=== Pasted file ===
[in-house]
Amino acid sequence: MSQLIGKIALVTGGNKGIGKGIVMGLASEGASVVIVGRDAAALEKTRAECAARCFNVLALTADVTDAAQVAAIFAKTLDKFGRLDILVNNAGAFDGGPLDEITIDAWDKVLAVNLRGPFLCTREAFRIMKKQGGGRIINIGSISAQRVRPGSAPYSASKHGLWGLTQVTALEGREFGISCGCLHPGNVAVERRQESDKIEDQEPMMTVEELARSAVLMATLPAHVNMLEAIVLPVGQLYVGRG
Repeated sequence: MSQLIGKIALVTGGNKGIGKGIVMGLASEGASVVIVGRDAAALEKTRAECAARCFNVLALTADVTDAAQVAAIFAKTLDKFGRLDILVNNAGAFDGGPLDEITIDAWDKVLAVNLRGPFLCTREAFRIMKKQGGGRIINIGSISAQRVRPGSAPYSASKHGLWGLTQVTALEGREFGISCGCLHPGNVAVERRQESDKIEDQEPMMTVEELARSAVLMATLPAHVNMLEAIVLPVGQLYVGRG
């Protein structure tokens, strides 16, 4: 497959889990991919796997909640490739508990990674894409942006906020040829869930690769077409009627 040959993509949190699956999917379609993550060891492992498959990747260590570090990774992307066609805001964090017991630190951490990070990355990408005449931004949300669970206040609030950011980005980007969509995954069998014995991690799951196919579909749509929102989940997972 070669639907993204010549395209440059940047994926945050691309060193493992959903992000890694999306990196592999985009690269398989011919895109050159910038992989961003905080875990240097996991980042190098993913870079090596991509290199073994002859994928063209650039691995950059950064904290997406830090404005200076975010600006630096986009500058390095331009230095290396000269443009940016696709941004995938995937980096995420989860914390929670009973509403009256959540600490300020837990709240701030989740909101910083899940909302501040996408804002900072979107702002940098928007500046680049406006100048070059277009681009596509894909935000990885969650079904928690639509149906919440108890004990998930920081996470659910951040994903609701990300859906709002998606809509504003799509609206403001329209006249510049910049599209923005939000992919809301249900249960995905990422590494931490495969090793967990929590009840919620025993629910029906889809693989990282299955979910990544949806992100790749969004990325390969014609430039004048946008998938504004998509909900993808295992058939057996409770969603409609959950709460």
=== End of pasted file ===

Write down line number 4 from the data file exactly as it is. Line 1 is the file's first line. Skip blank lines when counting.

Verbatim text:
């Protein structure tokens, strides 16, 4: 497959889990991919796997909640490739508990990674894409942006906020040829869930690769077409009627 040959993509949190699956999917379609993550060891492992498959990747260590570090990774992307066609805001964090017991630190951490990070990355990408005449931004949300669970206040609030950011980005980007969509995954069998014995991690799951196919579909749509929102989940997972 070669639907993204010549395209440059940047994926945050691309060193493992959903992000890694999306990196592999985009690269398989011919895109050159910038992989961003905080875990240097996991980042190098993913870079090596991509290199073994002859994928063209650039691995950059950064904290997406830090404005200076975010600006630096986009500058390095331009230095290396000269443009940016696709941004995938995937980096995420989860914390929670009973509403009256959540600490300020837990709240701030989740909101910083899940909302501040996408804002900072979107702002940098928007500046680049406006100048070059277009681009596509894909935000990885969650079904928690639509149906919440108890004990998930920081996470659910951040994903609701990300859906709002998606809509504003799509609206403001329209006249510049910049599209923005939000992919809301249900249960995905990422590494931490495969090793967990929590009840919620025993629910029906889809693989990282299955979910990544949806992100790749969004990325390969014609430039004048946008998938504004998509909900993808295992058939057996409770969603409609959950709460």